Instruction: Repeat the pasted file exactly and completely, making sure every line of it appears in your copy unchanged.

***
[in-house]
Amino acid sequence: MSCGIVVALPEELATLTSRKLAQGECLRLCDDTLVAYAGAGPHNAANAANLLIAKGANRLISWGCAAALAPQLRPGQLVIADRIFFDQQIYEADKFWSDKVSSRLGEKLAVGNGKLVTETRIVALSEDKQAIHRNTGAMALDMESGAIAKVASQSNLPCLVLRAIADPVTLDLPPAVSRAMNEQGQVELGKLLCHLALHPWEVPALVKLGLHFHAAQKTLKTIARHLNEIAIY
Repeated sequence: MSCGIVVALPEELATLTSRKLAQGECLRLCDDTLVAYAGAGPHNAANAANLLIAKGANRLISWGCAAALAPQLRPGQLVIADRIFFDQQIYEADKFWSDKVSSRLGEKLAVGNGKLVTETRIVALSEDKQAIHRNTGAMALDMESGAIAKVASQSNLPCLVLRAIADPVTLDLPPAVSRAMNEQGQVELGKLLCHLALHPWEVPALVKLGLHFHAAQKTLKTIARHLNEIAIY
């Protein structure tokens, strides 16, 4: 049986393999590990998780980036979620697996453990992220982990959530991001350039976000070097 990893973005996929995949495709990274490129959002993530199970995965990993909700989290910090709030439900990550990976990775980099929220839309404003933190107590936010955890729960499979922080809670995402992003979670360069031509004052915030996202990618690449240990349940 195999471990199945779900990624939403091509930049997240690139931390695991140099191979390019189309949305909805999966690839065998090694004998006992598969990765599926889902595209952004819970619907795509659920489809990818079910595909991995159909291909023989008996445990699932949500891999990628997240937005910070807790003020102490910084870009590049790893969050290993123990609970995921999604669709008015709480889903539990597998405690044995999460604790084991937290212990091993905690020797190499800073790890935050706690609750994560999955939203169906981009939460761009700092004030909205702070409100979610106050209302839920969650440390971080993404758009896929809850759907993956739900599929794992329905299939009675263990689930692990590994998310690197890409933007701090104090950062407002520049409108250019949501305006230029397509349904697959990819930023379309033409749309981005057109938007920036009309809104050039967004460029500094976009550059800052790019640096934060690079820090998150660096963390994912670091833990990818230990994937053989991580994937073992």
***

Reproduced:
[in-house]
Amino acid sequence: MSCGIVVALPEELATLTSRKLAQGECLRLCDDTLVAYAGAGPHNAANAANLLIAKGANRLISWGCAAALAPQLRPGQLVIADRIFFDQQIYEADKFWSDKVSSRLGEKLAVGNGKLVTETRIVALSEDKQAIHRNTGAMALDMESGAIAKVASQSNLPCLVLRAIADPVTLDLPPAVSRAMNEQGQVELGKLLCHLALHPWEVPALVKLGLHFHAAQKTLKTIARHLNEIAIY
Repeated sequence: MSCGIVVALPEELATLTSRKLAQGECLRLCDDTLVAYAGAGPHNAANAANLLIAKGANRLISWGCAAALAPQLRPGQLVIADRIFFDQQIYEADKFWSDKVSSRLGEKLAVGNGKLVTETRIVALSEDKQAIHRNTGAMALDMESGAIAKVASQSNLPCLVLRAIADPVTLDLPPAVSRAMNEQGQVELGKLLCHLALHPWEVPALVKLGLHFHAAQKTLKTIARHLNEIAIY
């Protein structure tokens, strides 16, 4: 049986393999590990998780980036979620697996453990992220982990959530991001350039976000070097 990893973005996929995949495709990274490129959002993530199970995965990993909700989290910090709030439900990550990976990775980099929220839309404003933190107590936010955890729960499979922080809670995402992003979670360069031509004052915030996202990618690449240990349940 195999471990199945779900990624939403091509930049997240690139931390695991140099191979390019189309949305909805999966690839065998090694004998006992598969990765599926889902595209952004819970619907795509659920489809990818079910595909991995159909291909023989008996445990699932949500891999990628997240937005910070807790003020102490910084870009590049790893969050290993123990609970995921999604669709008015709480889903539990597998405690044995999460604790084991937290212990091993905690020797190499800073790890935050706690609750994560999955939203169906981009939460761009700092004030909205702070409100979610106050209302839920969650440390971080993404758009896929809850759907993956739900599929794992329905299939009675263990689930692990590994998310690197890409933007701090104090950062407002520049409108250019949501305006230029397509349904697959990819930023379309033409749309981005057109938007920036009309809104050039967004460029500094976009550059800052790019640096934060690079820090998150660096963390994912670091833990990818230990994937053989991580994937073992």